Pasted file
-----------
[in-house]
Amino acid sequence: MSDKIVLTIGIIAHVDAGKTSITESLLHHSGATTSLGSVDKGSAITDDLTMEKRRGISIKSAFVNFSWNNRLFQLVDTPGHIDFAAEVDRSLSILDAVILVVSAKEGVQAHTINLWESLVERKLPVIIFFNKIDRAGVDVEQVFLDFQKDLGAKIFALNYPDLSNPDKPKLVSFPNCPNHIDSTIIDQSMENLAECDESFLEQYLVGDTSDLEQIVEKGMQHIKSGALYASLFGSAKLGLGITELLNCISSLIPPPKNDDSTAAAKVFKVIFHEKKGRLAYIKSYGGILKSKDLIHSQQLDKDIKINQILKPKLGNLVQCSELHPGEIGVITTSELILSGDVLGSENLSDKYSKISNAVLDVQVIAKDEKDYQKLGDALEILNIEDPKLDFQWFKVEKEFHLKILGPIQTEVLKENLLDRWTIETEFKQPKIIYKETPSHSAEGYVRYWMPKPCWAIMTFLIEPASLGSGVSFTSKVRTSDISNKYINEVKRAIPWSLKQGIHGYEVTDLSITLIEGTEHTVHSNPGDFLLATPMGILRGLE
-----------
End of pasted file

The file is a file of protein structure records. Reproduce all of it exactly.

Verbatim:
[in-house]
Amino acid sequence: MSDKIVLTIGIIAHVDAGKTSITESLLHHSGATTSLGSVDKGSAITDDLTMEKRRGISIKSAFVNFSWNNRLFQLVDTPGHIDFAAEVDRSLSILDAVILVVSAKEGVQAHTINLWESLVERKLPVIIFFNKIDRAGVDVEQVFLDFQKDLGAKIFALNYPDLSNPDKPKLVSFPNCPNHIDSTIIDQSMENLAECDESFLEQYLVGDTSDLEQIVEKGMQHIKSGALYASLFGSAKLGLGITELLNCISSLIPPPKNDDSTAAAKVFKVIFHEKKGRLAYIKSYGGILKSKDLIHSQQLDKDIKINQILKPKLGNLVQCSELHPGEIGVITTSELILSGDVLGSENLSDKYSKISNAVLDVQVIAKDEKDYQKLGDALEILNIEDPKLDFQWFKVEKEFHLKILGPIQTEVLKENLLDRWTIETEFKQPKIIYKETPSHSAEGYVRYWMPKPCWAIMTFLIEPASLGSGVSFTSKVRTSDISNKYINEVKRAIPWSLKQGIHGYEVTDLSITLIEGTEHTVHSNPGDFLLATPMGILRGLE